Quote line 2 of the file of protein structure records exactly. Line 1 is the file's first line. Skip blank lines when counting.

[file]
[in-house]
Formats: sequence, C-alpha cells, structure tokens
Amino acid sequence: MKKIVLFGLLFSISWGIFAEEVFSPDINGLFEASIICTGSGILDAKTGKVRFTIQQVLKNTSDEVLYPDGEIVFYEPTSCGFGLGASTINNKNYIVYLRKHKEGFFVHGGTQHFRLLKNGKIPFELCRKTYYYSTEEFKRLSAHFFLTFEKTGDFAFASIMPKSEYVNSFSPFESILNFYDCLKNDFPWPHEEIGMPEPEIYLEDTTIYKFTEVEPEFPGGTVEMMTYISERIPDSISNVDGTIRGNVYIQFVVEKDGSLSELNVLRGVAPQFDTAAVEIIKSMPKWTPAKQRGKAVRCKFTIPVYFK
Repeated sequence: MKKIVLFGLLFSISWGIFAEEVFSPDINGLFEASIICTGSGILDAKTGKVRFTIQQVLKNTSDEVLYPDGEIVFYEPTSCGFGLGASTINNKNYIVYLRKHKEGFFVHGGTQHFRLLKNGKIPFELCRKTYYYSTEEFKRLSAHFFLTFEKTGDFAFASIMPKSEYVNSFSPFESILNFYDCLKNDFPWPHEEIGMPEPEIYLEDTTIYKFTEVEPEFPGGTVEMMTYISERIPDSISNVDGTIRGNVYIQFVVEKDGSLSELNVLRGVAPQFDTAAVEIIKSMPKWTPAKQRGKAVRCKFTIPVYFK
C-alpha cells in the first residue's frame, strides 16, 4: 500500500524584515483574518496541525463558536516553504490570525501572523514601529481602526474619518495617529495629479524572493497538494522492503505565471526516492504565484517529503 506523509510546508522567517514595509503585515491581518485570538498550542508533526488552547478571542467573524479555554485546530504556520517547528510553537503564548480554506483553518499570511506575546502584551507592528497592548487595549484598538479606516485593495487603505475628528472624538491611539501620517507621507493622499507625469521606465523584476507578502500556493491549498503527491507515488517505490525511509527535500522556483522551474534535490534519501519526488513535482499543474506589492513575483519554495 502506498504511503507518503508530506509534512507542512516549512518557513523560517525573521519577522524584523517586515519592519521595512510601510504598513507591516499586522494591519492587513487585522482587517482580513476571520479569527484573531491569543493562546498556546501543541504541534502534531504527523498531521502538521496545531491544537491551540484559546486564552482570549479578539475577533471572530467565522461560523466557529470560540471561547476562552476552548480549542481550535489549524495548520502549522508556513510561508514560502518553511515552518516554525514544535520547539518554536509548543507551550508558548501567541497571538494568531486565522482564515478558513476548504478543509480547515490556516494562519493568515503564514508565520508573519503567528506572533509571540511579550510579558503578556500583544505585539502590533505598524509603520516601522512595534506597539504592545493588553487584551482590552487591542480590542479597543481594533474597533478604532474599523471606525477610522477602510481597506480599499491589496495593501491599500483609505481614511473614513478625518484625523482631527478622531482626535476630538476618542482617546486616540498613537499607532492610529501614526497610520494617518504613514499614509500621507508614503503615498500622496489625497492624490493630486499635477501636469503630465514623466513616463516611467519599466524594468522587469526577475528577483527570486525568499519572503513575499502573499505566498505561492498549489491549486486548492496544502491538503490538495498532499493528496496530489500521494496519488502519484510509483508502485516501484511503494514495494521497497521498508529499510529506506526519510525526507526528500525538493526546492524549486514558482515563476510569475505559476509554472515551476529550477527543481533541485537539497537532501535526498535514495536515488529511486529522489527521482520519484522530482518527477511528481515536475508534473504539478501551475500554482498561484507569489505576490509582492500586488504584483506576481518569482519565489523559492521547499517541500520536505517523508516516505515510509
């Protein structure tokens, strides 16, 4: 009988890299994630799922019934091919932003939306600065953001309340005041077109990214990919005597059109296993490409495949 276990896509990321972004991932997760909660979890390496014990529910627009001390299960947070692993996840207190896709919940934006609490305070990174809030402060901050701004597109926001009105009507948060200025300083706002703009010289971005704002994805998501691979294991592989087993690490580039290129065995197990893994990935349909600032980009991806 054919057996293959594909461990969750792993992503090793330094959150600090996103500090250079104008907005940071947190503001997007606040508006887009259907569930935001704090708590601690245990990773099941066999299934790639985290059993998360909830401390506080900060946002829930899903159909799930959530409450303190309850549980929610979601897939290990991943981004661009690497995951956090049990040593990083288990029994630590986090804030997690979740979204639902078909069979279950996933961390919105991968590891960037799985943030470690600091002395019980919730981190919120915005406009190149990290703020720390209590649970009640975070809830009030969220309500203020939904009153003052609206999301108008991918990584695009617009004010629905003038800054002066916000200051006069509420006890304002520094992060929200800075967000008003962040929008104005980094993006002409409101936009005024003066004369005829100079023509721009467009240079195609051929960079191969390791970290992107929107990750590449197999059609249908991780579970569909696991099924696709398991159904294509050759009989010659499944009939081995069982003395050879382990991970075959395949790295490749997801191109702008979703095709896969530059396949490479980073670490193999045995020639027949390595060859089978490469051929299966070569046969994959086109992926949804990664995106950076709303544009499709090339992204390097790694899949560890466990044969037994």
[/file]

Formats: sequence, C-alpha cells, structure tokens